Lousy Treatment of Animals in Lab Costs U. of Kansas 62,500 Dollars

Published by PETA.
Animals in laboratories are often kept in barren cages. This monkey was observed during PETA’s investigation into Covance.
Monkey

Business as usual at the University of Kansas Medical Center (KUMC) has just cost the university a whopping $62,500. That’s what KUMC has agreed to pay in fines after the U.S. Department of Agriculture (USDA) found 160 violations of the federal Animal Welfare Act. This means that KUMC has the distinction of forking over one of the highest settlements ever paid by a laboratory for violating animal protection regulations.

But the cost for the animals was much higher. Monkeys at KUMC were so traumatized that they pulled out their own hair and paced their cages ceaselessly—which is what monkeys do when they’re forced to live in tiny, barren spaces without anything to do day after day, year after year, and when the lab staff can’t be bothered to provide the psychological enrichment that’s required by law. Animals were also denied adequate veterinary care and even pain relief after surgery.

The USDA’s citations also confirmed what we uncovered about KUMC last year: Experimenters weren’t even providing an adequate rationale for using animals, as the law requires. PETA filed a complaint last December with university officials because KUMC still cuts up pigs for surgery practice, even though more sophisticated non-animal methods are available. Nearly every other medical school in America, including Harvard and Stanford, ended the use of animals long ago for a very good reason: Practicing human surgery on animals is kind of like learning to fly a jet by riding a bicycle.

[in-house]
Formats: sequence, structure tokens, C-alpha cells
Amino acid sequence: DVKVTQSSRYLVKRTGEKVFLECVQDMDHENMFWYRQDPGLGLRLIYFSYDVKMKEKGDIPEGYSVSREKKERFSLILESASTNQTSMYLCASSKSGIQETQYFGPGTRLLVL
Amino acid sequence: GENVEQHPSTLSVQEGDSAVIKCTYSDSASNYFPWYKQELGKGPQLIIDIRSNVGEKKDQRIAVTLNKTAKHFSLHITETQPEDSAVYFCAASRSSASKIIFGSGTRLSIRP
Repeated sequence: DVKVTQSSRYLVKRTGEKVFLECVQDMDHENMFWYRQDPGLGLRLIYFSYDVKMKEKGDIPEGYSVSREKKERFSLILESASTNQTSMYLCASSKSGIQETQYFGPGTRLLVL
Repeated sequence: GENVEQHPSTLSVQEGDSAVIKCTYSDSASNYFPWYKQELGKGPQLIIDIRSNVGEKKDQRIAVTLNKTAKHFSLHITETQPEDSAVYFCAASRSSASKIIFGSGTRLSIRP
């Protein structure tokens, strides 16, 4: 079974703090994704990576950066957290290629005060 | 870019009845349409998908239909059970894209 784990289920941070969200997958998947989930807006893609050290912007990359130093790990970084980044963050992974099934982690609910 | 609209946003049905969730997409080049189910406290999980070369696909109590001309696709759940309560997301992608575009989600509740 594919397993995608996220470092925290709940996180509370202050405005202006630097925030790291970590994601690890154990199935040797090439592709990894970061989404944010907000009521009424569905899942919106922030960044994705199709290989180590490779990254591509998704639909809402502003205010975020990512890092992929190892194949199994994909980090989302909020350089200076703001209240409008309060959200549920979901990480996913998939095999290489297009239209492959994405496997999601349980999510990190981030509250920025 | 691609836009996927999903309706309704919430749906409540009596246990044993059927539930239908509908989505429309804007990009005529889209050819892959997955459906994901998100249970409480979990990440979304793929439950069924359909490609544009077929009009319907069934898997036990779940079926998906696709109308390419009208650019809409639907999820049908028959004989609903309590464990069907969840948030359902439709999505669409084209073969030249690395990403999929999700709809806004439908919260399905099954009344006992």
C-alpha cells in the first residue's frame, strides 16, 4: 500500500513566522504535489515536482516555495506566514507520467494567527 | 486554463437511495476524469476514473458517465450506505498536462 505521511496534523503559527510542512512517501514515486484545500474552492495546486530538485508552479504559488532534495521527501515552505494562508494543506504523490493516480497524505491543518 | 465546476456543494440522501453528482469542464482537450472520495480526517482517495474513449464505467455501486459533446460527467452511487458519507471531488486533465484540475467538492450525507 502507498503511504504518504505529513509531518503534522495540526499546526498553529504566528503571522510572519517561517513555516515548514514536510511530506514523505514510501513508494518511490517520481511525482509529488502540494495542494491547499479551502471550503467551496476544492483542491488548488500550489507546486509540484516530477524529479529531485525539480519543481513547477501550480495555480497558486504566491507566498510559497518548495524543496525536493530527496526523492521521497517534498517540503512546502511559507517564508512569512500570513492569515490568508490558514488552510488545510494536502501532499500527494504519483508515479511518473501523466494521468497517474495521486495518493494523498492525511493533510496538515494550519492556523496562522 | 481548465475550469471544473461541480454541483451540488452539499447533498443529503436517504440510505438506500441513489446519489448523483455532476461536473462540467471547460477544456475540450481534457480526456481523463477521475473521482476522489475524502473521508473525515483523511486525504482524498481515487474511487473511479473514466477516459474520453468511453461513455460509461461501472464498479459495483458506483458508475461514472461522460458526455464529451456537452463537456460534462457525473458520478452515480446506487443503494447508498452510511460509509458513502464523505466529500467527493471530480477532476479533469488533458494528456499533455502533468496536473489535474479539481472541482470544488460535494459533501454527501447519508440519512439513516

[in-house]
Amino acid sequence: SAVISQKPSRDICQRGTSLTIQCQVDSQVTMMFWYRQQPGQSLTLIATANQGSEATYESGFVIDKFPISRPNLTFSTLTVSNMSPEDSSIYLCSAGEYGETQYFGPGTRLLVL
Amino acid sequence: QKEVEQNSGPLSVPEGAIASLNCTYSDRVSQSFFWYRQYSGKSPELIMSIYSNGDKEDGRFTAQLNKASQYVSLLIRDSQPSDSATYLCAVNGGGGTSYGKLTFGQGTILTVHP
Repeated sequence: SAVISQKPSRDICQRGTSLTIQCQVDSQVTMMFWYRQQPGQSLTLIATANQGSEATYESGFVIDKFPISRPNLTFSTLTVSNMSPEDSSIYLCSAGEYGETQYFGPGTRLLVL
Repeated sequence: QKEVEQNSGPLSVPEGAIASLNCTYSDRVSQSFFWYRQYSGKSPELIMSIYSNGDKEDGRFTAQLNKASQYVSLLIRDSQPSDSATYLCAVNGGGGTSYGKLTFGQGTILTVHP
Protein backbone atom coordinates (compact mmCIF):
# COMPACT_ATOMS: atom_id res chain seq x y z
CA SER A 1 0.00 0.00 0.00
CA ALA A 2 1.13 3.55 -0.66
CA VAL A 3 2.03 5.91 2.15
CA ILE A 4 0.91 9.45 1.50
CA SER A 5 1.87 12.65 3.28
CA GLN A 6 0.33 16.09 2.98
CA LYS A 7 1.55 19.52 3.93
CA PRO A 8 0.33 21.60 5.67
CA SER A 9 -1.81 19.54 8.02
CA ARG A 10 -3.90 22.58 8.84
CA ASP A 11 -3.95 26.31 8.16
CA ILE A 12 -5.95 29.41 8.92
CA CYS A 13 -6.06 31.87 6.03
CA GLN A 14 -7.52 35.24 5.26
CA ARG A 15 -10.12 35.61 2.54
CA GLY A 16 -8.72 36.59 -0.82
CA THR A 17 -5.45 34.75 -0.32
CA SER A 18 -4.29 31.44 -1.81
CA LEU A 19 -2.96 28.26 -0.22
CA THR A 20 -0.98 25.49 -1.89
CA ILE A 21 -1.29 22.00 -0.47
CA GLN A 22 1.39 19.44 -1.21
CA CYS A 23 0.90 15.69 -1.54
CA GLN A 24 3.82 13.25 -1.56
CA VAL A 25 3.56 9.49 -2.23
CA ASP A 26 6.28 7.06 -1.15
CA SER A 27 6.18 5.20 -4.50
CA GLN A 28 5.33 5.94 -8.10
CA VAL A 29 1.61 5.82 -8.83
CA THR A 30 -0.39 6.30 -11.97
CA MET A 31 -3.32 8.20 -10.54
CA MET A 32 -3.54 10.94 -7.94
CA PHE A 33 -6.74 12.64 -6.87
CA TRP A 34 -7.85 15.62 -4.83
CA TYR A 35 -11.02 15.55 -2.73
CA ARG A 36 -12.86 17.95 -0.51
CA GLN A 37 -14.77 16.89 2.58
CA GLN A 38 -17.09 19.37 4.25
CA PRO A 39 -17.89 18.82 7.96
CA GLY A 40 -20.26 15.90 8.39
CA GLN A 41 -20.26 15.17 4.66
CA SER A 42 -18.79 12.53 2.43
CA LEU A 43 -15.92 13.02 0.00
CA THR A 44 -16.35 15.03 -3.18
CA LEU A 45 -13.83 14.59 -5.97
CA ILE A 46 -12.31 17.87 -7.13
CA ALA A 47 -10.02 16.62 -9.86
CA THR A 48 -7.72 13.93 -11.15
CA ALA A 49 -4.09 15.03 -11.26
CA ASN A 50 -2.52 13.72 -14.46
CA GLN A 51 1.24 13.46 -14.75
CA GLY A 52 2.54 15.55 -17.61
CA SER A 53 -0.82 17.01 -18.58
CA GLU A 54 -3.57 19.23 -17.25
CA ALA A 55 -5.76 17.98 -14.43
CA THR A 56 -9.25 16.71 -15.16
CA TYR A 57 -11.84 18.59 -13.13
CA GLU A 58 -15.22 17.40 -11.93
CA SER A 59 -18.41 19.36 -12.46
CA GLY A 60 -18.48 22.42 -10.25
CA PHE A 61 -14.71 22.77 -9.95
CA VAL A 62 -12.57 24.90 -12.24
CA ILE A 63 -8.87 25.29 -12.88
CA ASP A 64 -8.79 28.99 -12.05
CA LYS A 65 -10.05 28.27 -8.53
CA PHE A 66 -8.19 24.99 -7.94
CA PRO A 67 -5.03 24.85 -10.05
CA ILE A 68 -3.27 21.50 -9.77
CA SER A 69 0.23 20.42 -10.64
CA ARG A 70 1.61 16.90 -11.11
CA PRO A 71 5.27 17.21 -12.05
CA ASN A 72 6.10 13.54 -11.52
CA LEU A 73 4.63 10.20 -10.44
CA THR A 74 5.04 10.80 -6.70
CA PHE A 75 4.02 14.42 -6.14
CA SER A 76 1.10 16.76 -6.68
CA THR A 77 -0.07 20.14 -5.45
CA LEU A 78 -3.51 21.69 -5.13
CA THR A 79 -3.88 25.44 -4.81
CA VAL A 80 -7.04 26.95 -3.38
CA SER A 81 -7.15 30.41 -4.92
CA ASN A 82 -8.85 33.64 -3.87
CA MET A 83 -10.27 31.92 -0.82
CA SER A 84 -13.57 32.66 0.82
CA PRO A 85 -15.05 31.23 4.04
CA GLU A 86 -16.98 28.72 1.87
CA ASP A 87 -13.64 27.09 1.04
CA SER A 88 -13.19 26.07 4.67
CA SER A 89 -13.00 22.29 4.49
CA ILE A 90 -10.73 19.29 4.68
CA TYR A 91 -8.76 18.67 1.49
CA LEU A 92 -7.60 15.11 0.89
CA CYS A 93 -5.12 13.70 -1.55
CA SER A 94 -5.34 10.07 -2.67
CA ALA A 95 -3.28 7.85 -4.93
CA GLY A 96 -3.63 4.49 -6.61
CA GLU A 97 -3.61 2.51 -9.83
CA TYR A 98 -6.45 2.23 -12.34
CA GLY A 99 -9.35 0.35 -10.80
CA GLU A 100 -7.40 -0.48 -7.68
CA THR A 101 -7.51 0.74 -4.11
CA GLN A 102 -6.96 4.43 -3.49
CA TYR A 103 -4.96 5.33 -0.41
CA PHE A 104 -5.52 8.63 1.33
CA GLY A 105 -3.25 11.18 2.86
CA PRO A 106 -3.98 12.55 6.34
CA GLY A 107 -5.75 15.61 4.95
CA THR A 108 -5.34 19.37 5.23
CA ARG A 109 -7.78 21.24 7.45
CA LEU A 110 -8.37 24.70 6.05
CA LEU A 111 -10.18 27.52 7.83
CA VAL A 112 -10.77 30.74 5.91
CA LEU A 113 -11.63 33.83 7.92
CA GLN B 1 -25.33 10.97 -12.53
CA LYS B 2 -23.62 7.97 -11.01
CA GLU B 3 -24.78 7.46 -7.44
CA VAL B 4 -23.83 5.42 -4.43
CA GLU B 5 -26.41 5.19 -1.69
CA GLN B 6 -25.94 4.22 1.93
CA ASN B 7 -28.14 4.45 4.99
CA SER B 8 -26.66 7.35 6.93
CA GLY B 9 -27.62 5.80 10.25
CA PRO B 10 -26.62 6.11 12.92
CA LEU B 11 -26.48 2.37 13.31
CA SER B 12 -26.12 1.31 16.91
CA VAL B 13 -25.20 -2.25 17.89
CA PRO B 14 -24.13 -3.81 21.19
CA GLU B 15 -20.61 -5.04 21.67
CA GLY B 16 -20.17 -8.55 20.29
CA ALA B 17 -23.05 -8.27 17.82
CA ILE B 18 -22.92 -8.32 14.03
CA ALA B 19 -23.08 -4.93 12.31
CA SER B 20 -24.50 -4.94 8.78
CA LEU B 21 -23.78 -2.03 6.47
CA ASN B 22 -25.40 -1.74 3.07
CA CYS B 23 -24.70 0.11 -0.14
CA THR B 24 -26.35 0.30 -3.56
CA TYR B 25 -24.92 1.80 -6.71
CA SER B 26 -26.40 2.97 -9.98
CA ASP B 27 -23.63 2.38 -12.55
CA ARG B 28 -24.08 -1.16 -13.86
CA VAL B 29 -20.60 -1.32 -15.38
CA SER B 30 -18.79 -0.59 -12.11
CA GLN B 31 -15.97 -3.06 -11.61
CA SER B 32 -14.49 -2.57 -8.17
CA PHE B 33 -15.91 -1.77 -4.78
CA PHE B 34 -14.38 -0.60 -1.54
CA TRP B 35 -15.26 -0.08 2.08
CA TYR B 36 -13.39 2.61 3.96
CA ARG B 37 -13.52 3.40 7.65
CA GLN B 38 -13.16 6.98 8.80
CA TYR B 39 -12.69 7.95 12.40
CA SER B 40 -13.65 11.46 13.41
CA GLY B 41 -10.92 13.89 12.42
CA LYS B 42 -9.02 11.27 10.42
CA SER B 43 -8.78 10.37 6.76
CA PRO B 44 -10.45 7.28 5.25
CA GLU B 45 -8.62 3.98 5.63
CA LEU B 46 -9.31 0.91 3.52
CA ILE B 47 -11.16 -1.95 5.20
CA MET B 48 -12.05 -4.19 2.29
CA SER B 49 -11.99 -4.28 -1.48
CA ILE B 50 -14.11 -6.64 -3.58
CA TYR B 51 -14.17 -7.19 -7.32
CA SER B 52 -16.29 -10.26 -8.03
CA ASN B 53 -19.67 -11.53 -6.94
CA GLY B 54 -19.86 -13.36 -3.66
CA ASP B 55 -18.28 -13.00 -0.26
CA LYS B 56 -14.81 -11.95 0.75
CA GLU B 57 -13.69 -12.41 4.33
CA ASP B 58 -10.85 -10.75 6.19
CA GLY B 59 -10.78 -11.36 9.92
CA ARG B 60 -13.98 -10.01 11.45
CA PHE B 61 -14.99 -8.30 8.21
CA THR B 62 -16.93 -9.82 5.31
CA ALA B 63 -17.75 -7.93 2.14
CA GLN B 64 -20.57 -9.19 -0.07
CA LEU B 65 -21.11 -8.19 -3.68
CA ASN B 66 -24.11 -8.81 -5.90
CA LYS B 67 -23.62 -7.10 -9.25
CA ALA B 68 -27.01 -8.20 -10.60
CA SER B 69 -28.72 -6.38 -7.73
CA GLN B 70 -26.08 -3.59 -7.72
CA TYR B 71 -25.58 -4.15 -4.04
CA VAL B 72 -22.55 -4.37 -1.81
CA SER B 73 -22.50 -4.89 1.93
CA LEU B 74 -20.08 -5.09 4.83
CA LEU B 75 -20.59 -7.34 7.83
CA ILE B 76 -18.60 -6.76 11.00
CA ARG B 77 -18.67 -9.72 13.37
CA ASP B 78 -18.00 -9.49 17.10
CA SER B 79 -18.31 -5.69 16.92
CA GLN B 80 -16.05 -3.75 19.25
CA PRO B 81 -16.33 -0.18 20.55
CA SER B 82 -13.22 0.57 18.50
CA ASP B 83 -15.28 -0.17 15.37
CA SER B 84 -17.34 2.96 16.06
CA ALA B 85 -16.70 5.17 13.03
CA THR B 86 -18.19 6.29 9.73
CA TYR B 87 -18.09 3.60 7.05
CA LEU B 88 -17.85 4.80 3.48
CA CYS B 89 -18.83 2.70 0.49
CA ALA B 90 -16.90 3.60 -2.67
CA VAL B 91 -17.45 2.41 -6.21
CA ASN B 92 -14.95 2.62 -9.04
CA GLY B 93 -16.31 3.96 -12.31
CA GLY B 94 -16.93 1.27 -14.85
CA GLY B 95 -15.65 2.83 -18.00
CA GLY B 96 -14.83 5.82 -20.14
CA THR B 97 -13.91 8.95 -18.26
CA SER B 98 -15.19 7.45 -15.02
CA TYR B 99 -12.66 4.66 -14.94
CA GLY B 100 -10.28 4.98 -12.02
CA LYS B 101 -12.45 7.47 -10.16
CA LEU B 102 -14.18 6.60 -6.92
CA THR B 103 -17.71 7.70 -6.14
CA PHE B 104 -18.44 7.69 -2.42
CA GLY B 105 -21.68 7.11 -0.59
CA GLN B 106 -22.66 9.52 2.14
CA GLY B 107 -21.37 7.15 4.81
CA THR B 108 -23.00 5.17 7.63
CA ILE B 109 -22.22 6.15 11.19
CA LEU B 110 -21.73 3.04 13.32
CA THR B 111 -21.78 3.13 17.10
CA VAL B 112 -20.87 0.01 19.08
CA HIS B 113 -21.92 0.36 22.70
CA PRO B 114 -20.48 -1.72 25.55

In April, PETA asked the National Institutes of Health (NIH), which funds many of the animal experiments at the university, to demand a refund of thousands of dollars of grant money that had been spent on experiments that violate federal regulations. There’s still no word on whether NIH plans to add to KUMC’s fiscal woes.

Written by Alisa Mullins

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“Almost all of us grew up eating meat, wearing leather, and going to circuses and zoos. We never considered the impact of these actions on the animals involved. For whatever reason, you are now asking the question: Why should animals have rights?” READ MORE

— Ingrid E. Newkirk, PETA President and co-author of Animalkind